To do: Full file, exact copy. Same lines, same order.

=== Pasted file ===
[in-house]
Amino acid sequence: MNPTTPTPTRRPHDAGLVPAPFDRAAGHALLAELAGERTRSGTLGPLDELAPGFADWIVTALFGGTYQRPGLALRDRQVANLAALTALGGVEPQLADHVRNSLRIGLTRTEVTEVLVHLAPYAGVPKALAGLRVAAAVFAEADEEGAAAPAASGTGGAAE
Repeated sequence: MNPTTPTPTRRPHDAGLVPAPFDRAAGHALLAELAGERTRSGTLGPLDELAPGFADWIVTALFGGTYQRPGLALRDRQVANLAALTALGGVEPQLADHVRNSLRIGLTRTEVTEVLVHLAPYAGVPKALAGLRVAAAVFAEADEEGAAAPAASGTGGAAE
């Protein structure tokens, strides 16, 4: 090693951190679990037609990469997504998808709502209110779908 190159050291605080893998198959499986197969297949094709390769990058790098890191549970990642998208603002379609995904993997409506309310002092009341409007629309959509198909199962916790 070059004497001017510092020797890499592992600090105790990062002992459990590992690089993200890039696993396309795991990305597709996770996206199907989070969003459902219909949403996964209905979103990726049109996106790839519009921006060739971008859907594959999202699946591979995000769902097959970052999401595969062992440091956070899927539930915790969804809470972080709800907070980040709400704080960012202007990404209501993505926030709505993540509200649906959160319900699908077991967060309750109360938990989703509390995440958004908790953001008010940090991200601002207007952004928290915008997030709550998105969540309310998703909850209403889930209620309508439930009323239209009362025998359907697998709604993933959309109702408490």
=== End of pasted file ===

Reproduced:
[in-house]
Amino acid sequence: MNPTTPTPTRRPHDAGLVPAPFDRAAGHALLAELAGERTRSGTLGPLDELAPGFADWIVTALFGGTYQRPGLALRDRQVANLAALTALGGVEPQLADHVRNSLRIGLTRTEVTEVLVHLAPYAGVPKALAGLRVAAAVFAEADEEGAAAPAASGTGGAAE
Repeated sequence: MNPTTPTPTRRPHDAGLVPAPFDRAAGHALLAELAGERTRSGTLGPLDELAPGFADWIVTALFGGTYQRPGLALRDRQVANLAALTALGGVEPQLADHVRNSLRIGLTRTEVTEVLVHLAPYAGVPKALAGLRVAAAVFAEADEEGAAAPAASGTGGAAE
């Protein structure tokens, strides 16, 4: 090693951190679990037609990469997504998808709502209110779908 190159050291605080893998198959499986197969297949094709390769990058790098890191549970990642998208603002379609995904993997409506309310002092009341409007629309959509198909199962916790 070059004497001017510092020797890499592992600090105790990062002992459990590992690089993200890039696993396309795991990305597709996770996206199907989070969003459902219909949403996964209905979103990726049109996106790839519009921006060739971008859907594959999202699946591979995000769902097959970052999401595969062992440091956070899927539930915790969804809470972080709800907070980040709400704080960012202007990404209501993505926030709505993540509200649906959160319900699908077991967060309750109360938990989703509390995440958004908790953001008010940090991200601002207007952004928290915008997030709550998105969540309310998703909850209403889930209620309508439930009323239209009362025998359907697998709604993933959309109702408490």